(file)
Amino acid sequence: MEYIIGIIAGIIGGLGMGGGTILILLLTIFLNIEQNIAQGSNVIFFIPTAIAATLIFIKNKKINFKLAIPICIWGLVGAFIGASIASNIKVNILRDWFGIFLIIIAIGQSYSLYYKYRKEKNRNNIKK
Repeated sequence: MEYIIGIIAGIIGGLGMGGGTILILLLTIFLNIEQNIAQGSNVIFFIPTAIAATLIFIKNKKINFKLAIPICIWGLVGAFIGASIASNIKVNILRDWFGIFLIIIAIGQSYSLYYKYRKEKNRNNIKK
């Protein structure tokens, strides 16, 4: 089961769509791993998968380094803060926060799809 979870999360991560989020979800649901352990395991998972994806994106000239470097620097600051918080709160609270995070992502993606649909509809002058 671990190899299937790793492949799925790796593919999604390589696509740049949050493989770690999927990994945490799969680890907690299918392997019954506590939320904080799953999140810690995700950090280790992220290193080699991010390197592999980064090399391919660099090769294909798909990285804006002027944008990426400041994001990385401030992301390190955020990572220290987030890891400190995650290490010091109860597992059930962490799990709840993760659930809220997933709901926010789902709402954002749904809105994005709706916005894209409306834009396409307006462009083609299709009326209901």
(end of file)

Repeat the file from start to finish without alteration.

Amino acid sequence: MEYIIGIIAGIIGGLGMGGGTILILLLTIFLNIEQNIAQGSNVIFFIPTAIAATLIFIKNKKINFKLAIPICIWGLVGAFIGASIASNIKVNILRDWFGIFLIIIAIGQSYSLYYKYRKEKNRNNIKK
Repeated sequence: MEYIIGIIAGIIGGLGMGGGTILILLLTIFLNIEQNIAQGSNVIFFIPTAIAATLIFIKNKKINFKLAIPICIWGLVGAFIGASIASNIKVNILRDWFGIFLIIIAIGQSYSLYYKYRKEKNRNNIKK
């Protein structure tokens, strides 16, 4: 089961769509791993998968380094803060926060799809 979870999360991560989020979800649901352990395991998972994806994106000239470097620097600051918080709160609270995070992502993606649909509809002058 671990190899299937790793492949799925790796593919999604390589696509740049949050493989770690999927990994945490799969680890907690299918392997019954506590939320904080799953999140810690995700950090280790992220290193080699991010390197592999980064090399391919660099090769294909798909990285804006002027944008990426400041994001990385401030992301390190955020990572220290987030890891400190995650290490010091109860597992059930962490799990709840993760659930809220997933709901926010789902709402954002749904809105994005709706916005894209409306834009396409307006462009083609299709009326209901």